After three treacherous days, the massive rescue effort to free a boys football team from a flooded cave in Thailand was almost over.
Only one of the 12 boys remained trapped and British rescue diver Jason Mallinson was readying him to escape through the murky tunnels.
Time was running out as conditions inside the Tham Luang cave deteriorated and divers could barely see their hands in front of their face.
Two British divers were part of a team that rescued the Thai football team and told of the perilous dive to save last two boys
However, when he tried to fit a breathing mask around the young boy’s face he discovered to his horror that it was to small.
‘We put it on him, really strapped down tight so his nose was flattened against his face and there was a big gap under his chin. We just couldn’t get it to seal,’ he told ABC 20/20.
Mr Mallinson feared the boy would drown and there was no way to contact rescuers outside the cave to bring in a new mask and no time anyway.
Australian diver and anesthesiologist Richard Harris had also already dosed the boy with ketamine to keep him calm and still during the perilous dive.
Jason Mallinson was readying the last boy to escape through the murky tunnels when he discovered the breathing mask didn’t fit properly
Mr Jewell lost his grip on the guide rope and got so disoriented in the murky passages he started swimming the wrong way
The pair tried a different mask they hoped would seal properly and stop the rescue becoming a disaster at the last hurdle.
‘We knew we didn’t have any more time and we knew this was the last option,’ Mr Mallinson said.
‘Once you set off with that kid, it was a one-way journey. You weren’t going back to where they started… It was a case of getting him out. A bit brutal but dead or alive.’
The hero diver said he was nervous guiding the boy through the tunnels because the replacement mask could easily come off sideways if it was bumped.
Time was running out as conditions inside the Tham Luang cave deteriorated and divers could barely see their hands in front of their face
Visibility in the tunnels was almost zero and the rescuers couldn’t see the boy as they pulled him along, so Mr Mallison used his own body as a shield.
‘I developed a technique where I’d pull him in really tight with his head just down here,’ he said, demonstrating.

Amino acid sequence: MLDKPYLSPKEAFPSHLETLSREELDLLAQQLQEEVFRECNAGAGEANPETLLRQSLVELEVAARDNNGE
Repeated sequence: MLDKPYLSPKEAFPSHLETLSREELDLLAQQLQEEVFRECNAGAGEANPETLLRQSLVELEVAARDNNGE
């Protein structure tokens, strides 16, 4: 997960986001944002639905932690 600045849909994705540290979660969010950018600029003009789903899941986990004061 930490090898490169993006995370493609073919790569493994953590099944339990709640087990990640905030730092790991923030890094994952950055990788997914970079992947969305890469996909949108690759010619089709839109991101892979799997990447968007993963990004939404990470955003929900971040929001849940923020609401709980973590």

‘And, I’d extend my head over the top of his so my head hit the wall first and it so protected his head.’
Mr Mallison said he hit his head dozens of times on the cave wall but had to keep up the pace so the child didn’t develop hypothermia.
Visibility in the tunnels was almost zero and the rescuers couldn’t see the boy as they pulled him along, so Mr Mallison used his own body as a shield
In chamber 4, Mr Jewell lost his grip on the rope and was completely lost in the darkness and unable to feel out the rope with his flailing arm
Meanwhile, fellow British diver Chris Jewell was having his own problems guiding the second last boy through the cave ahead of them.
The boys had held out in chamber 9 and needed to reach chamber 3 where other rescuers would help them over the caverns that weren’t flooded.
The divers used a three-inch-thick guide rope they pulled themselves along against the current with one arm while dragging the boys with the other.
In chamber 4, Mr Jewell lost his grip on the rope and was completely lost in the darkness and unable to feel out the rope with his flailing arm.
Instead he found and electrical cable he hoped would lead him forward, but actually sent him back towards the end of the cave.
Disoriented and realising he wasn’t going the right way, Mr Jewell decided to surface and get his bearings, putting the boy on a rock outcrop.
The Wild Boars football team of 12 boys who were rescued from the cave after being trapped for more than two weeks
The divers used a three-inch-thick guide rope they pulled themselves along against the current with one arm while dragging the boys with the other
Most of the divers are Thai or from surrounding Southeastern Asian countries but a few Australians and Europeans are heard doing a headcount
‘I surfaced in a different section of the cave and I really didn’t know where I was for several minutes,’ he told 20/20.
Eventually, Mr Mallison and Dr Harris caught up with him and the doctor was able to take over while Mr Jewell followed behind.
‘I followed him closely behind just making sure that he didn’t have any problems in the way,’ he said.
Finally they all reached the mouth of the cave and the rescue was over with every boy safely recovered from their murky tomb.
Despite risking their lives multiple times to save complete strangers, the pair sand they don’t feel like heroes, just people with skills that could help.
‘I don’t feel like a hero. I just feel like someone who was in the right place at the right time with the right skills to make a difference,’ Mr Jewell said.
Divers can only get so far before full diving equipment is required as they must swim though completely submerged passages